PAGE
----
When someone close to you is struggling or has a mental health issue, it can be hard to know how to support them. The best thing is to listen to them and let them know you care. Try not to worry too much about saying the wrong thing.
It’s important not to be dismissive of their mental health issue, for example saying things like ‘snap out of it’, ‘cheer up’, ‘forget about it’, ‘pull yourself together’, or ‘I’m sure it will pass’ — these comments can make a person feel worse.
Try not to blame them or get angry or frustrated. Their mental illness is not a personal weakness or failing, and it shouldn’t define them.
It's important not to:
- say 'you know how they feel' if you don’t, because this invalidates their experience
- point out that others are worse off — this is dismissive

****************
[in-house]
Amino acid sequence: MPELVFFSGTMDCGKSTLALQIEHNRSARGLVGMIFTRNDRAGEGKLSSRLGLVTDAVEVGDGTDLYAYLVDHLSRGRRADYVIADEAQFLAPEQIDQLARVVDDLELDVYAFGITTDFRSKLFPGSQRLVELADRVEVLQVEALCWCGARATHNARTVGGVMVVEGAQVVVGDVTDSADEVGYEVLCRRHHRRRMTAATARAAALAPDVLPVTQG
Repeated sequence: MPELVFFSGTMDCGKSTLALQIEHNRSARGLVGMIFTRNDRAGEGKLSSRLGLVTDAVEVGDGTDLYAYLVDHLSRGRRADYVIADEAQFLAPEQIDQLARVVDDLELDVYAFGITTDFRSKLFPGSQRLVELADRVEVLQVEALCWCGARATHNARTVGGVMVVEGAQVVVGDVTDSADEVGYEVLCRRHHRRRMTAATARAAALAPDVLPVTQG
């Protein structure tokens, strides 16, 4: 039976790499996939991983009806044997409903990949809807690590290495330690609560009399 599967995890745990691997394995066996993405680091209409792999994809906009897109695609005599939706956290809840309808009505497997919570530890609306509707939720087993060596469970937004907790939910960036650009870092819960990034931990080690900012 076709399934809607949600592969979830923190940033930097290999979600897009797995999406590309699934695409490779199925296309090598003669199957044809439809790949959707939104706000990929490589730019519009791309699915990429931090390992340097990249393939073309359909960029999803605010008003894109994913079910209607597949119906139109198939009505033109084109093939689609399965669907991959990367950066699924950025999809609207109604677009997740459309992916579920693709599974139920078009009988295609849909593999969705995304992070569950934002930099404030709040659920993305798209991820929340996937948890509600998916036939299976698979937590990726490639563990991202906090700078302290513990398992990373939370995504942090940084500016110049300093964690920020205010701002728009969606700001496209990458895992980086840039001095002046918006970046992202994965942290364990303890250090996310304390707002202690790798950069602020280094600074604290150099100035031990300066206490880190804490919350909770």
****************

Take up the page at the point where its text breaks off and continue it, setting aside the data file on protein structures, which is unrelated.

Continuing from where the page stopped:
- blame your friend or loved one for changes in their behaviour
- avoid the person
- make fun of their mental illness
- pressure them, if they don’t want, to go out or to discuss their issues with you
- use words that stigmatise, like ‘psycho’ or ‘crazy’
Try not to feel guilty if you didn’t know your friend or someone you love has a mental health issue — the changes can be gradual, and people often hide their symptoms from close friends and family. They may not be ready for treatment straight away. Taking it slowly and figuring it out together is a good way to steer them toward the road to recovery.
Last reviewed: December 2018